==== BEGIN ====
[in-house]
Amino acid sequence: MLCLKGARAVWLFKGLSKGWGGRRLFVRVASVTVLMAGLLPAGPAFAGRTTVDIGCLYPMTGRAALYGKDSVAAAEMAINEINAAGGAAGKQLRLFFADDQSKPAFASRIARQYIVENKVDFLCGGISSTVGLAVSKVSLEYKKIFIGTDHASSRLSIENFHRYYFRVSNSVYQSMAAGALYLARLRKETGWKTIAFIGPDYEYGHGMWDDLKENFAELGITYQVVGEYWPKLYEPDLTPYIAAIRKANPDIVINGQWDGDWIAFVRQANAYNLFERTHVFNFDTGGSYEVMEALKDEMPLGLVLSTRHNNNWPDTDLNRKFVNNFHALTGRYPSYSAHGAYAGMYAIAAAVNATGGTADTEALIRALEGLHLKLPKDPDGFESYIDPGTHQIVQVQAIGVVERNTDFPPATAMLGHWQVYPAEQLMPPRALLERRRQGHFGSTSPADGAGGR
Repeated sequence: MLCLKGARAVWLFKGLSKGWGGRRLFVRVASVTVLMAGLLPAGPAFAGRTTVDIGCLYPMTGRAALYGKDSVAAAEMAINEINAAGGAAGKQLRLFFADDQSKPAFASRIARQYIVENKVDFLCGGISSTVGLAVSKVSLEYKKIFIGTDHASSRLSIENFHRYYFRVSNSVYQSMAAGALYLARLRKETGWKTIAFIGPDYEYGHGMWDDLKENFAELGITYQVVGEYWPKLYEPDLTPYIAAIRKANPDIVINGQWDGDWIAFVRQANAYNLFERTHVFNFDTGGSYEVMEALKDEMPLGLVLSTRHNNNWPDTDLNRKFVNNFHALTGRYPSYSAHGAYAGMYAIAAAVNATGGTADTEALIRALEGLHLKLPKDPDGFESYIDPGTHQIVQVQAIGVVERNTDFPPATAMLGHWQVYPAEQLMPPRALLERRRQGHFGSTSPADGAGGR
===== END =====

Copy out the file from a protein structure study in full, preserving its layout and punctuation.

[in-house]
Amino acid sequence: MLCLKGARAVWLFKGLSKGWGGRRLFVRVASVTVLMAGLLPAGPAFAGRTTVDIGCLYPMTGRAALYGKDSVAAAEMAINEINAAGGAAGKQLRLFFADDQSKPAFASRIARQYIVENKVDFLCGGISSTVGLAVSKVSLEYKKIFIGTDHASSRLSIENFHRYYFRVSNSVYQSMAAGALYLARLRKETGWKTIAFIGPDYEYGHGMWDDLKENFAELGITYQVVGEYWPKLYEPDLTPYIAAIRKANPDIVINGQWDGDWIAFVRQANAYNLFERTHVFNFDTGGSYEVMEALKDEMPLGLVLSTRHNNNWPDTDLNRKFVNNFHALTGRYPSYSAHGAYAGMYAIAAAVNATGGTADTEALIRALEGLHLKLPKDPDGFESYIDPGTHQIVQVQAIGVVERNTDFPPATAMLGHWQVYPAEQLMPPRALLERRRQGHFGSTSPADGAGGR
Repeated sequence: MLCLKGARAVWLFKGLSKGWGGRRLFVRVASVTVLMAGLLPAGPAFAGRTTVDIGCLYPMTGRAALYGKDSVAAAEMAINEINAAGGAAGKQLRLFFADDQSKPAFASRIARQYIVENKVDFLCGGISSTVGLAVSKVSLEYKKIFIGTDHASSRLSIENFHRYYFRVSNSVYQSMAAGALYLARLRKETGWKTIAFIGPDYEYGHGMWDDLKENFAELGITYQVVGEYWPKLYEPDLTPYIAAIRKANPDIVINGQWDGDWIAFVRQANAYNLFERTHVFNFDTGGSYEVMEALKDEMPLGLVLSTRHNNNWPDTDLNRKFVNNFHALTGRYPSYSAHGAYAGMYAIAAAVNATGGTADTEALIRALEGLHLKLPKDPDGFESYIDPGTHQIVQVQAIGVVERNTDFPPATAMLGHWQVYPAEQLMPPRALLERRRQGHFGSTSPADGAGGR